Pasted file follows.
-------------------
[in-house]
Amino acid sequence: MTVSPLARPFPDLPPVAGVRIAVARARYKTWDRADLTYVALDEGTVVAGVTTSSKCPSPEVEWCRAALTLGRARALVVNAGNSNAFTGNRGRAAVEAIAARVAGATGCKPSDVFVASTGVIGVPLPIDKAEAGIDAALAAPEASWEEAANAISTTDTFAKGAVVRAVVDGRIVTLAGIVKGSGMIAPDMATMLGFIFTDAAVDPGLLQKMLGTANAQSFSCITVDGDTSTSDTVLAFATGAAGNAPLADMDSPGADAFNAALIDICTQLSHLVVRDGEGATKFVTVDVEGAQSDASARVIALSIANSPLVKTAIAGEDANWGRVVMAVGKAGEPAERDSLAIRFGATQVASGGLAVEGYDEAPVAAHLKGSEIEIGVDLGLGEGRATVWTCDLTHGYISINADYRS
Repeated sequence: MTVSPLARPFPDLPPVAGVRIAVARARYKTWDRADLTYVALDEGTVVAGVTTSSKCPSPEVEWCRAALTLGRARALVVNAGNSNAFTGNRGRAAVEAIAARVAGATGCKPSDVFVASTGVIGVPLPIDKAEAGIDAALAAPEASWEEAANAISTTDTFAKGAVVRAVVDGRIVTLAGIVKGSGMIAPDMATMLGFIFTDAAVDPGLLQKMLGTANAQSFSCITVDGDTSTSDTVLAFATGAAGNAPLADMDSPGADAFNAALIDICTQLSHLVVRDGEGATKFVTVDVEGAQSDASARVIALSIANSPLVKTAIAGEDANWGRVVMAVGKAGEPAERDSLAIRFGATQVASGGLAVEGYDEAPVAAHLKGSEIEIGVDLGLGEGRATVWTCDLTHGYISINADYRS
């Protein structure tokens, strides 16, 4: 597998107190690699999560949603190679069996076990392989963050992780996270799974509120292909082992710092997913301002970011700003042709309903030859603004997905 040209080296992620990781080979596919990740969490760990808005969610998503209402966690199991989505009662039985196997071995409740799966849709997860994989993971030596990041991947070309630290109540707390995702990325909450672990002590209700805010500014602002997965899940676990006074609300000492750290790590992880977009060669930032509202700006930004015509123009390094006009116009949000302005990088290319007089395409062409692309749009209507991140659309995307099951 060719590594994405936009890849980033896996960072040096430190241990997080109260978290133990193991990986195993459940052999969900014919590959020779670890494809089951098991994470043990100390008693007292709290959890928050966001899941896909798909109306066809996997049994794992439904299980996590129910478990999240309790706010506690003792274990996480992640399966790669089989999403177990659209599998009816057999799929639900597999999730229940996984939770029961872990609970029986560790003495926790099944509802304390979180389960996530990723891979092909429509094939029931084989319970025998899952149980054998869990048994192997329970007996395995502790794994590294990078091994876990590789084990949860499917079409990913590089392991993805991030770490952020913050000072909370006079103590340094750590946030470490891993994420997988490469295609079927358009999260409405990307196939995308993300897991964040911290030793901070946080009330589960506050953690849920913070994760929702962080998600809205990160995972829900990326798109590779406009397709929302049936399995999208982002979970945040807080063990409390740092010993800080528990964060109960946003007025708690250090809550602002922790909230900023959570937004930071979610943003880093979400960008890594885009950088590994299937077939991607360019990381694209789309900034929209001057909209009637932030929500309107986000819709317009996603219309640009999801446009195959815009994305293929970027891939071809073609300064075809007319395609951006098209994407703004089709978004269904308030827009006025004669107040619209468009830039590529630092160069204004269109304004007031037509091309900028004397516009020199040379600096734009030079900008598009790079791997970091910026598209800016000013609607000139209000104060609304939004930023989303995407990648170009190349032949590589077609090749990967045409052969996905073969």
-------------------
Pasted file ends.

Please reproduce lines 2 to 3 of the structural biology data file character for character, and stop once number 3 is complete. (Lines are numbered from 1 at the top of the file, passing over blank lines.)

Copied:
Amino acid sequence: MTVSPLARPFPDLPPVAGVRIAVARARYKTWDRADLTYVALDEGTVVAGVTTSSKCPSPEVEWCRAALTLGRARALVVNAGNSNAFTGNRGRAAVEAIAARVAGATGCKPSDVFVASTGVIGVPLPIDKAEAGIDAALAAPEASWEEAANAISTTDTFAKGAVVRAVVDGRIVTLAGIVKGSGMIAPDMATMLGFIFTDAAVDPGLLQKMLGTANAQSFSCITVDGDTSTSDTVLAFATGAAGNAPLADMDSPGADAFNAALIDICTQLSHLVVRDGEGATKFVTVDVEGAQSDASARVIALSIANSPLVKTAIAGEDANWGRVVMAVGKAGEPAERDSLAIRFGATQVASGGLAVEGYDEAPVAAHLKGSEIEIGVDLGLGEGRATVWTCDLTHGYISINADYRS
Repeated sequence: MTVSPLARPFPDLPPVAGVRIAVARARYKTWDRADLTYVALDEGTVVAGVTTSSKCPSPEVEWCRAALTLGRARALVVNAGNSNAFTGNRGRAAVEAIAARVAGATGCKPSDVFVASTGVIGVPLPIDKAEAGIDAALAAPEASWEEAANAISTTDTFAKGAVVRAVVDGRIVTLAGIVKGSGMIAPDMATMLGFIFTDAAVDPGLLQKMLGTANAQSFSCITVDGDTSTSDTVLAFATGAAGNAPLADMDSPGADAFNAALIDICTQLSHLVVRDGEGATKFVTVDVEGAQSDASARVIALSIANSPLVKTAIAGEDANWGRVVMAVGKAGEPAERDSLAIRFGATQVASGGLAVEGYDEAPVAAHLKGSEIEIGVDLGLGEGRATVWTCDLTHGYISINADYRS